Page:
What’s going on here?
Lord Burnett, Lord Chief Justice of England and Wales, joins the wave of support in favour of digital courts in an attempt to improve access to justice.
What does this mean?
Lord Burnett becomes the latest member to join the LegalTech bandwagon. Lord Chancellor David Gauke is another advocate of the use of digital courts (you can read his speech on this topic here). With many people struggling to familiarise themselves with the tedious judicial procedure, the need for change is great.
So, what are the pros of having a ‘smartphone court’? It involves making the judicial process accessible to you with just a few clicks and swipes. By doing so, it gives you a cheaper and quicker process to solve your legal problems. Thus, it opens up the path to justice because, in the words of David Gauke, ‘[the current] complexity and the sense of the system as a secret garden puts people off pursuing justice through the courts’.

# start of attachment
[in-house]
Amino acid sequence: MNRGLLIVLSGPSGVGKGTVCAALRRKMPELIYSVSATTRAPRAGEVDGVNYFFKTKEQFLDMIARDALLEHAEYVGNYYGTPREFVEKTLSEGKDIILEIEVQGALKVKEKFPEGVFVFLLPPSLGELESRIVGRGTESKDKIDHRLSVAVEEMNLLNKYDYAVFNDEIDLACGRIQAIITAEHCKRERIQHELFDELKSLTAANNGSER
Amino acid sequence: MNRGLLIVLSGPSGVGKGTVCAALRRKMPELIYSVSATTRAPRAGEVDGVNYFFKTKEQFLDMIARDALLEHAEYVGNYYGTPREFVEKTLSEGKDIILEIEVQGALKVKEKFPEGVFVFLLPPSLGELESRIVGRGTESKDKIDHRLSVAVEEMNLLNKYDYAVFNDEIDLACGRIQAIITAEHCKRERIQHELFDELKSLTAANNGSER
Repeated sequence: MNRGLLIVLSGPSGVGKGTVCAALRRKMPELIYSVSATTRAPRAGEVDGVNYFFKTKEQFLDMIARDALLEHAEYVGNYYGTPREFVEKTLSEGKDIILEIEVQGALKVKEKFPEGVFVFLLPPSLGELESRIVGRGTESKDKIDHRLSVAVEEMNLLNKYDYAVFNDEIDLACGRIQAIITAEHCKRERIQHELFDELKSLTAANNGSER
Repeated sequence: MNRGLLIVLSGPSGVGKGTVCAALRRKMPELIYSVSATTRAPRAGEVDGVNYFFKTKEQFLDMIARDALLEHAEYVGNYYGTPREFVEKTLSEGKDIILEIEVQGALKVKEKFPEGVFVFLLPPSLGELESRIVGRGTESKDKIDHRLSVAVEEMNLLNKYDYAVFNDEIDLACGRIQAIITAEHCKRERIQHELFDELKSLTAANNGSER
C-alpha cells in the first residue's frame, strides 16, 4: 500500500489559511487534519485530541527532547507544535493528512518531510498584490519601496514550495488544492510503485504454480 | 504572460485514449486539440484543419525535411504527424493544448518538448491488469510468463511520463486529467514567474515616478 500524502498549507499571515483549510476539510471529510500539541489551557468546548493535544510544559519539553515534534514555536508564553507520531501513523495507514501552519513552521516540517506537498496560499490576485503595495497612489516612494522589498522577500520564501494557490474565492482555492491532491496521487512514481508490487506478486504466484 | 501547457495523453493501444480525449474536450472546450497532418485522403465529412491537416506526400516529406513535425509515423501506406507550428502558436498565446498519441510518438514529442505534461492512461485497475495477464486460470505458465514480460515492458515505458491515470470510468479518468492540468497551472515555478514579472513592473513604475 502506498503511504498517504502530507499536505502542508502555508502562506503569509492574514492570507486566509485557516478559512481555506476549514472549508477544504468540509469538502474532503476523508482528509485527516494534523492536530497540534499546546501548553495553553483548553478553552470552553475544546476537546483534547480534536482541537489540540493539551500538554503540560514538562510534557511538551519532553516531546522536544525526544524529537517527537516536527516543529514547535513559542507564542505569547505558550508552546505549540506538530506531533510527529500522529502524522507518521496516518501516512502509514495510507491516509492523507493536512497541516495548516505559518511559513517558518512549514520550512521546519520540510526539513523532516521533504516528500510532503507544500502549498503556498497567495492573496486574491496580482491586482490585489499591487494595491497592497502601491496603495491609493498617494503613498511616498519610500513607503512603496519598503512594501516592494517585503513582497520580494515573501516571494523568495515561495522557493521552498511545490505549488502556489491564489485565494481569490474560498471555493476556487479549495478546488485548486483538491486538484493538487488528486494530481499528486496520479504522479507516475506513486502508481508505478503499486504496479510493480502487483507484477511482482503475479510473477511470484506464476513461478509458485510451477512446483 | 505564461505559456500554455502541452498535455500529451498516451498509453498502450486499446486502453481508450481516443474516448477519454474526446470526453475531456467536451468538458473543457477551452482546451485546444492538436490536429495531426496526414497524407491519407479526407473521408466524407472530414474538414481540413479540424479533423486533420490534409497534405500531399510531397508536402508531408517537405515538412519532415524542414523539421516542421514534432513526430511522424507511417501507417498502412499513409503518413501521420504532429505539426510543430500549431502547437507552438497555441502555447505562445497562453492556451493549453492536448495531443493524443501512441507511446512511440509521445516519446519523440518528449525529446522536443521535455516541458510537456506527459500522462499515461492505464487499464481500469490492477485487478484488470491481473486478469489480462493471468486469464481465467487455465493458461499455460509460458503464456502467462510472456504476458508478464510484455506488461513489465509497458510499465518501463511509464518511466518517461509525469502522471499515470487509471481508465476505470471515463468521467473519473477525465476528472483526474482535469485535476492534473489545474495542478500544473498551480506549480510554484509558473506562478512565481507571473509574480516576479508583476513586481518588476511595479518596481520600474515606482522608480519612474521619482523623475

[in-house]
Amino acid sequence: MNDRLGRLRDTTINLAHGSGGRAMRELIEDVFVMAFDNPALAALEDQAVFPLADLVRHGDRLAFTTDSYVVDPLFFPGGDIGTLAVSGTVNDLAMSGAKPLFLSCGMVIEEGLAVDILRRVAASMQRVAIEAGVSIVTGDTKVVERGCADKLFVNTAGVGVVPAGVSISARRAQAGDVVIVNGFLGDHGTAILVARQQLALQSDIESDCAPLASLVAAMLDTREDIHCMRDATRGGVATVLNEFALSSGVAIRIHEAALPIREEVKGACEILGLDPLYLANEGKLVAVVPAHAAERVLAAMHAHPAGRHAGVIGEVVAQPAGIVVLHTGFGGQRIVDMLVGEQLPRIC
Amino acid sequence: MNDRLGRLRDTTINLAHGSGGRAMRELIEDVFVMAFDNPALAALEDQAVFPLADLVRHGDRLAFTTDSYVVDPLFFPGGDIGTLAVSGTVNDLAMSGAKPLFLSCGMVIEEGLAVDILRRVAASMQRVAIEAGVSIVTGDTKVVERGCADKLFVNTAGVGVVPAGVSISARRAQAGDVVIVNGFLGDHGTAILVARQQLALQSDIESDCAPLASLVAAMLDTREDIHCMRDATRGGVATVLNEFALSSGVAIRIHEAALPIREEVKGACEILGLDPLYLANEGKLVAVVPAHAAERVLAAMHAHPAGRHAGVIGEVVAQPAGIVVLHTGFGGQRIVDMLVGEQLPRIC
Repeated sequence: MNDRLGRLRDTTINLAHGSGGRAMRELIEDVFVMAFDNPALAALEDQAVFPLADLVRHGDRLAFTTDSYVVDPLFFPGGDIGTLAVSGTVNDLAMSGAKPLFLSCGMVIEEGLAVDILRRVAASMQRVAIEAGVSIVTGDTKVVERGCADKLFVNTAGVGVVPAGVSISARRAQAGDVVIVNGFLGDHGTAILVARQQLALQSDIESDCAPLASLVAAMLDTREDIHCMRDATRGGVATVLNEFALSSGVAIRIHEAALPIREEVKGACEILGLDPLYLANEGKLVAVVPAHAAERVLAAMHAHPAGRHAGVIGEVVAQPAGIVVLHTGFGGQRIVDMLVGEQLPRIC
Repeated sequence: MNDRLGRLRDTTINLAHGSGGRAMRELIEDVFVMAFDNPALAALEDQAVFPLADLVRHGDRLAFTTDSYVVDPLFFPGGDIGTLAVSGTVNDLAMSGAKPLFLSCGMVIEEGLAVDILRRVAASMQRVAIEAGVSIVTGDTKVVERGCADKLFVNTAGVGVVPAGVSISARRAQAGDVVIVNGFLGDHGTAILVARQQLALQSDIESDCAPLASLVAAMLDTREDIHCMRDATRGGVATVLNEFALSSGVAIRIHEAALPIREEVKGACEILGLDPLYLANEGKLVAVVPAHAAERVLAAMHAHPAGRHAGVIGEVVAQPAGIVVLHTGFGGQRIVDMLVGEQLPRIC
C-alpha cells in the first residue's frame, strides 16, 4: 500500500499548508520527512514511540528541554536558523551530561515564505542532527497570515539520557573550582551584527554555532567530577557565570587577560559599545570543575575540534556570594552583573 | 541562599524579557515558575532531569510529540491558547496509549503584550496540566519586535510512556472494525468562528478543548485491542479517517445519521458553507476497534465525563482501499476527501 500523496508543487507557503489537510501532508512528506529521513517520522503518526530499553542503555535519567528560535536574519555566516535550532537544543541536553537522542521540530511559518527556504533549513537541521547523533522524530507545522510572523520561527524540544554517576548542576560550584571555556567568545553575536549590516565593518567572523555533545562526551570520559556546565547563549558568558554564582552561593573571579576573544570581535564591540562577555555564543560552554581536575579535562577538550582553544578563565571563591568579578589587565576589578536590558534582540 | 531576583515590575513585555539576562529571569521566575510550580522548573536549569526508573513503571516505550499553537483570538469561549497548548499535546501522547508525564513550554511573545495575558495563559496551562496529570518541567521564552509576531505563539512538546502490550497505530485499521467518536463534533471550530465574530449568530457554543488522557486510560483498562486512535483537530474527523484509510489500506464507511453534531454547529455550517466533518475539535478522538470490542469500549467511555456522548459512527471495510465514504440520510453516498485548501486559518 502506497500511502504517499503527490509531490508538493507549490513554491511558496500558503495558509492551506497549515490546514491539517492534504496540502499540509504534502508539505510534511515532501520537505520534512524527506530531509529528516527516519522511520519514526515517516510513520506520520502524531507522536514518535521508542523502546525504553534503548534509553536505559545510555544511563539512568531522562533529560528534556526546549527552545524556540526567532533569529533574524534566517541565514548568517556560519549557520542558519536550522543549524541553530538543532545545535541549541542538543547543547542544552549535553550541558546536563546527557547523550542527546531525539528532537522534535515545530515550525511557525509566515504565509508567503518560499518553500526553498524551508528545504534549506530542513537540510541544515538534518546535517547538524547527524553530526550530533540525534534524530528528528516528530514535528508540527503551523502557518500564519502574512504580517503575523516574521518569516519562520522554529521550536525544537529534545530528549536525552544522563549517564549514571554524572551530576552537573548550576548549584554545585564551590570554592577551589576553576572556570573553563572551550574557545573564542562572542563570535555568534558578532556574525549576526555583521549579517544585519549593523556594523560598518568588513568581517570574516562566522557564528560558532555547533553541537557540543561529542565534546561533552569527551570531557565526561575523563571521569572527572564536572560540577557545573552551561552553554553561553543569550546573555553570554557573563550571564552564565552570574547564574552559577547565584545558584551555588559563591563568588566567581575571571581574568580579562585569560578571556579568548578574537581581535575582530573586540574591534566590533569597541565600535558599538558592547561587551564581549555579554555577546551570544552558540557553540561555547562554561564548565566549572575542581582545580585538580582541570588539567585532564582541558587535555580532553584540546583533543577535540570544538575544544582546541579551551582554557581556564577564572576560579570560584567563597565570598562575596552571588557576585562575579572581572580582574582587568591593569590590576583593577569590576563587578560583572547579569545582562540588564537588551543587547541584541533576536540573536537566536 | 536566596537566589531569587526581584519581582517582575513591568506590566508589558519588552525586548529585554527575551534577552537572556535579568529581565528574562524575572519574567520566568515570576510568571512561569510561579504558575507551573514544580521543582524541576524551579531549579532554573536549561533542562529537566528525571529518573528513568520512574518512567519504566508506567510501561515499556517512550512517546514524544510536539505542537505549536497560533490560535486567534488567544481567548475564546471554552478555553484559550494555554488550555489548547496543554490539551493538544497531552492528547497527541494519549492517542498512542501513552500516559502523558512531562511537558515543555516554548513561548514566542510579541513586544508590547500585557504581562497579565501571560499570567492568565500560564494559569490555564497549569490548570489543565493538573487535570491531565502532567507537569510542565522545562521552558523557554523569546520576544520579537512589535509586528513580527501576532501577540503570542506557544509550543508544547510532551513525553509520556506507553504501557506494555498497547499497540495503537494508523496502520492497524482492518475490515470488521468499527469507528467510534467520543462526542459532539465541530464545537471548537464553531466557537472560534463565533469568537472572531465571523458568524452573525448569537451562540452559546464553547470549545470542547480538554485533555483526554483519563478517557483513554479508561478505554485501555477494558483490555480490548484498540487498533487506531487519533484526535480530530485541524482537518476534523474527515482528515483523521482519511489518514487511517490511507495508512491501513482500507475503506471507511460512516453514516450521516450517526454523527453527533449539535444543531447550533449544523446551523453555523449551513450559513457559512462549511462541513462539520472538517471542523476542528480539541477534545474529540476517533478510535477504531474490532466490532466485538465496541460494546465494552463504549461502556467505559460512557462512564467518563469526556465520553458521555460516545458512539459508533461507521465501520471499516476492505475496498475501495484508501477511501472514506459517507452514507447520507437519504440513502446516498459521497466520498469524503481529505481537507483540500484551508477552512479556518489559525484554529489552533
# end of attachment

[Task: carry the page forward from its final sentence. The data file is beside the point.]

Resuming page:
Why should firms care?
Considering the vast success eBay has had from their online dispute resolution (ODR) program, a working digital justice system has been proven to be feasible. The global commerce leader successfully resolves around 60 million disputes a year! Quite efficient for an organisation that isn’t formally recognised as a platform for dispute resolution. Therefore, as leading members of the legal community begin pushing for a change, lawyers and judges may have to prepare to up their tech game.
Similarly, with commercial law firms already strengthening their LegalTech in the form of AI, implementing ODR systems may not seem so far-reaching after all. If ‘smartphone courts’ prove to be a success, firms could consider adopting ODR systems of their own. In doing so, it would substantially increase efficiency - which all firms and clients would be keen on.
Look out for the future; It might call for a complete overhaul of the justice process.
Report written by Joshua L.
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